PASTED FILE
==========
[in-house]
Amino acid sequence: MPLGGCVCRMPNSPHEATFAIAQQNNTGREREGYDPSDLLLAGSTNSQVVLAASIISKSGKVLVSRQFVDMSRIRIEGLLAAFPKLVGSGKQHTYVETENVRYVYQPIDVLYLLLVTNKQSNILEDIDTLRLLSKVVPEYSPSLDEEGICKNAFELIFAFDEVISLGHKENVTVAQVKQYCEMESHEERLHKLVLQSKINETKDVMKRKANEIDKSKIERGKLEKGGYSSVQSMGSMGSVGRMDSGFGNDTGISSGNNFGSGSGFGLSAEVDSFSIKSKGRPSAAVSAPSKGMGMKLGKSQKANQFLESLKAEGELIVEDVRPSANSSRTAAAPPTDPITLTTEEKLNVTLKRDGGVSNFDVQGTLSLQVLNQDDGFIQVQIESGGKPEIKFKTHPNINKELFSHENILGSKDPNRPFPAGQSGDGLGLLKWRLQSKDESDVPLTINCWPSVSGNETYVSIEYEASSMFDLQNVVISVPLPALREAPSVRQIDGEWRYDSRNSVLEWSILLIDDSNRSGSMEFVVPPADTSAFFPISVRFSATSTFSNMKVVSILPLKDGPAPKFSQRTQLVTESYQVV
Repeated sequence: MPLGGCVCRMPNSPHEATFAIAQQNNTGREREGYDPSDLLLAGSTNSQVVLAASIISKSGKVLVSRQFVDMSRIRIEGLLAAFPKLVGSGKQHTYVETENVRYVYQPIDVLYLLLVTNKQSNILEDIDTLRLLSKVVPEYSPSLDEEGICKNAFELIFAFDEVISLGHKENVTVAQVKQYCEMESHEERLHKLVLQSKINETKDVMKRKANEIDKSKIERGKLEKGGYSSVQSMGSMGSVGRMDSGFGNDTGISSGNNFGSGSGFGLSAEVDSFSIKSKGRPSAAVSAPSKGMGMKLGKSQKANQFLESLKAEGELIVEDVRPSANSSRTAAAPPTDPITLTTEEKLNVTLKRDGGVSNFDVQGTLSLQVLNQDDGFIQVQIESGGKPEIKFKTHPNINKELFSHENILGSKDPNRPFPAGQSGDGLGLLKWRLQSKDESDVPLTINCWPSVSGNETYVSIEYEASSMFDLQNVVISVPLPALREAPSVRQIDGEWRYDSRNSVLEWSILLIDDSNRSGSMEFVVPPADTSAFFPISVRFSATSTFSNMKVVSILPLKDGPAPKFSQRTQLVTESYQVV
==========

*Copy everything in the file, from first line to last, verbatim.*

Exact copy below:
[in-house]
Amino acid sequence: MPLGGCVCRMPNSPHEATFAIAQQNNTGREREGYDPSDLLLAGSTNSQVVLAASIISKSGKVLVSRQFVDMSRIRIEGLLAAFPKLVGSGKQHTYVETENVRYVYQPIDVLYLLLVTNKQSNILEDIDTLRLLSKVVPEYSPSLDEEGICKNAFELIFAFDEVISLGHKENVTVAQVKQYCEMESHEERLHKLVLQSKINETKDVMKRKANEIDKSKIERGKLEKGGYSSVQSMGSMGSVGRMDSGFGNDTGISSGNNFGSGSGFGLSAEVDSFSIKSKGRPSAAVSAPSKGMGMKLGKSQKANQFLESLKAEGELIVEDVRPSANSSRTAAAPPTDPITLTTEEKLNVTLKRDGGVSNFDVQGTLSLQVLNQDDGFIQVQIESGGKPEIKFKTHPNINKELFSHENILGSKDPNRPFPAGQSGDGLGLLKWRLQSKDESDVPLTINCWPSVSGNETYVSIEYEASSMFDLQNVVISVPLPALREAPSVRQIDGEWRYDSRNSVLEWSILLIDDSNRSGSMEFVVPPADTSAFFPISVRFSATSTFSNMKVVSILPLKDGPAPKFSQRTQLVTESYQVV
Repeated sequence: MPLGGCVCRMPNSPHEATFAIAQQNNTGREREGYDPSDLLLAGSTNSQVVLAASIISKSGKVLVSRQFVDMSRIRIEGLLAAFPKLVGSGKQHTYVETENVRYVYQPIDVLYLLLVTNKQSNILEDIDTLRLLSKVVPEYSPSLDEEGICKNAFELIFAFDEVISLGHKENVTVAQVKQYCEMESHEERLHKLVLQSKINETKDVMKRKANEIDKSKIERGKLEKGGYSSVQSMGSMGSVGRMDSGFGNDTGISSGNNFGSGSGFGLSAEVDSFSIKSKGRPSAAVSAPSKGMGMKLGKSQKANQFLESLKAEGELIVEDVRPSANSSRTAAAPPTDPITLTTEEKLNVTLKRDGGVSNFDVQGTLSLQVLNQDDGFIQVQIESGGKPEIKFKTHPNINKELFSHENILGSKDPNRPFPAGQSGDGLGLLKWRLQSKDESDVPLTINCWPSVSGNETYVSIEYEASSMFDLQNVVISVPLPALREAPSVRQIDGEWRYDSRNSVLEWSILLIDDSNRSGSMEFVVPPADTSAFFPISVRFSATSTFSNMKVVSILPLKDGPAPKFSQRTQLVTESYQVV